On Sept 29, 2022, the United States Department of Education updated the guidance for the Biden administration's student loan forgiveness plan. Under the updated policy, borrowers with privately held federal student loans are no longer eligible to receive loan forgiveness.
Here's what to know.
- Borrowers with federal student loans not held by the Education Department, specifically privately held Federal Family Education Loans (FFELs) and Perkins loans, will be ineligible for one-time debt relief.
- According to NPR, a Biden administration official estimated that roughly 800,000 borrowers would be directly affected by this change.
- The Education Department hasn't issued an official statement explaining this change, but legal experts have hypothesized that it may have been done to appease private lenders managing old FFELs.
Federal Family Education Loans & Perkins Loans Are Out
Back in August 2022, President Biden announced his three-part plan to issue broad student loan forgiveness for low- to middle-income borrowers. In a press release, the administration disclosed that eligible borrowers with an individual annual income of less than $125,000 (or $250,000 for married couples) would receive up to $10,000 in debt cancelation, while Pell Grant recipients would receive up to $10,000 in additional student loan forgiveness.
According to the recently updated Federal Student Aid website, borrowers with federal student loans not held by the Education Department can no longer obtain one-time debt relief by consolidating their loans into direct loans. Before today, the same webpage stated borrowers with privately held federal student loans would be able to receive this relief so long as they consolidated their loans into the Federal Direct Loan Program (FDLP).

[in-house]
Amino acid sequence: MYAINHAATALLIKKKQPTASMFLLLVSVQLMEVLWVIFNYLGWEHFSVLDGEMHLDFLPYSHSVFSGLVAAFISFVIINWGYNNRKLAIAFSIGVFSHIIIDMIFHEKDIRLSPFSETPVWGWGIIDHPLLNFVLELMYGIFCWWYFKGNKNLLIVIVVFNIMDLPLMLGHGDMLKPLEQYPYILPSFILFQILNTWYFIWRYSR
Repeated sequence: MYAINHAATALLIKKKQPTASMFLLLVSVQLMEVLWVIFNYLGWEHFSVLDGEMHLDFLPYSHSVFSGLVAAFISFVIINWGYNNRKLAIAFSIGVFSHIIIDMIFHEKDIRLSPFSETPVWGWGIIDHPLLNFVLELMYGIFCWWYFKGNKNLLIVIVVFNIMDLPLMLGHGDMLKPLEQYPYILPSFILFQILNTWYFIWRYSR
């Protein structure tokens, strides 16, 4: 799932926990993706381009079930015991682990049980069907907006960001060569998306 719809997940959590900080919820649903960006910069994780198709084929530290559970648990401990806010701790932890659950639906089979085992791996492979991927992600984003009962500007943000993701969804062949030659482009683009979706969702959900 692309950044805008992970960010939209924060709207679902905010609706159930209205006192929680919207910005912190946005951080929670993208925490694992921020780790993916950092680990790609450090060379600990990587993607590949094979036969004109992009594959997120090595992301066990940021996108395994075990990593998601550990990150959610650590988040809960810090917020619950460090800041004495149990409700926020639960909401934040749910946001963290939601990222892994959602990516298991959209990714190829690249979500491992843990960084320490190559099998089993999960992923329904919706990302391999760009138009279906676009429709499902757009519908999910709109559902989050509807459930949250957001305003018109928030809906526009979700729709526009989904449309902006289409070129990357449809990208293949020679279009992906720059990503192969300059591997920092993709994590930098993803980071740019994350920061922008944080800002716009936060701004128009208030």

As a result of this reversal, borrowers with Federal Family Education Loans (FFELs) and Perkins loans not held by the Education Department will no longer be eligible for loan forgiveness once it rolls out, unless they applied to consolidated their loans prior to September 29. Speaking with NPR, a Biden administration official stated approximately 800,000 borrowers would be directly affected by this change.
Private Lenders Pressure Student Debt Relief
The U.S. Department of Education has yet to issue an official statement as to what prompted this change. According to the Federal Student Aid website, "[The Education Department] is assessing whether there are alternative pathways to provide relief to borrowers with federal student loans not held by [the Education Department], including FFEL Program loans and Perkins Loans, and is discussing this with private lenders."
The prevailing hypothesis is that private banks may file a lawsuit to try and block Biden's debt relief. The reason for this would be that these private lenders stand to lose business if FFEL borrowers consolidate their old loans into federal direct ones.
Opponents of the Biden administration's plan have been arguing that forgiving huge swaths of student debt would constitute financial harm for the commercial entities that manage these loans. A lawsuit filed earlier today is trying to prove just that for the Missouri Higher Education Loan Authority (MOHELA), which manages old FFELs. As such, it's possible that the administration's hope is that they will face fewer legal challenges from private lenders by reducing the number of FFEL borrowers who can qualify for debt cancelation.